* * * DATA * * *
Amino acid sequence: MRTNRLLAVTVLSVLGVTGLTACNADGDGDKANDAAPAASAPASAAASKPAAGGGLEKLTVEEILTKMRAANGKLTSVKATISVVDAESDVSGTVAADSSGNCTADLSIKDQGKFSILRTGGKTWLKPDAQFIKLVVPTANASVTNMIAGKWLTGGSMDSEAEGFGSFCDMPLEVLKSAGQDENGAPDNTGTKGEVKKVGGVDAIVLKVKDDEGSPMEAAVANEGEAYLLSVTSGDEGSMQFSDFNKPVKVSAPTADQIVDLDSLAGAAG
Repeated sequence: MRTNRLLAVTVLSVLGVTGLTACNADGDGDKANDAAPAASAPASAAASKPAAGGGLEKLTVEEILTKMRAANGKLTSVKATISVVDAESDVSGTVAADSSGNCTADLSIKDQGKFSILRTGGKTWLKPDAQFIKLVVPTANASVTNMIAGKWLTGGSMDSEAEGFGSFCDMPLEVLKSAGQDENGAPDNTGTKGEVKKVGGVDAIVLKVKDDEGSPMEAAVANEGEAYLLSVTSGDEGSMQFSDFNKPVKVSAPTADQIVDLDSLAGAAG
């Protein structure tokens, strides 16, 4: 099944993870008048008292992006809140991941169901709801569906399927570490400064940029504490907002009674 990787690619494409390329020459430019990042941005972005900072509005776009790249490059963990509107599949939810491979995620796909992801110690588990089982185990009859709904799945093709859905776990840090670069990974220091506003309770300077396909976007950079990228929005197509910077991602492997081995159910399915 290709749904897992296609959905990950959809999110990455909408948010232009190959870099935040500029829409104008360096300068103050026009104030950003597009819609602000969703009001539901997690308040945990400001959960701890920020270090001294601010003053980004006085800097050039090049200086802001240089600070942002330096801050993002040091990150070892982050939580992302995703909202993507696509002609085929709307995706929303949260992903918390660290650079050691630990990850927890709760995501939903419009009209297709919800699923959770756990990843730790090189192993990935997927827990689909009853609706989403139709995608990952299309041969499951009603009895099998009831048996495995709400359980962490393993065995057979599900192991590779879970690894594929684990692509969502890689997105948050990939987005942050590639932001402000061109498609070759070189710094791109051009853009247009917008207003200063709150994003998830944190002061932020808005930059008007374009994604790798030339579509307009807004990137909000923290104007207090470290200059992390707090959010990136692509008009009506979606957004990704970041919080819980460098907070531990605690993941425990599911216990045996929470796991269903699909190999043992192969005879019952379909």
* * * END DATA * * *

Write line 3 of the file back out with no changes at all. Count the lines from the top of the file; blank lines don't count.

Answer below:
């Protein structure tokens, strides 16, 4: 099944993870008048008292992006809140991941169901709801569906399927570490400064940029504490907002009674 990787690619494409390329020459430019990042941005972005900072509005776009790249490059963990509107599949939810491979995620796909992801110690588990089982185990009859709904799945093709859905776990840090670069990974220091506003309770300077396909976007950079990228929005197509910077991602492997081995159910399915 290709749904897992296609959905990950959809999110990455909408948010232009190959870099935040500029829409104008360096300068103050026009104030950003597009819609602000969703009001539901997690308040945990400001959960701890920020270090001294601010003053980004006085800097050039090049200086802001240089600070942002330096801050993002040091990150070892982050939580992302995703909202993507696509002609085929709307995706929303949260992903918390660290650079050691630990990850927890709760995501939903419009009209297709919800699923959770756990990843730790090189192993990935997927827990689909009853609706989403139709995608990952299309041969499951009603009895099998009831048996495995709400359980962490393993065995057979599900192991590779879970690894594929684990692509969502890689997105948050990939987005942050590639932001402000061109498609070759070189710094791109051009853009247009917008207003200063709150994003998830944190002061932020808005930059008007374009994604790798030339579509307009807004990137909000923290104007207090470290200059992390707090959010990136692509008009009506979606957004990704970041919080819980460098907070531990605690993941425990599911216990045996929470796991269903699909190999043992192969005879019952379909």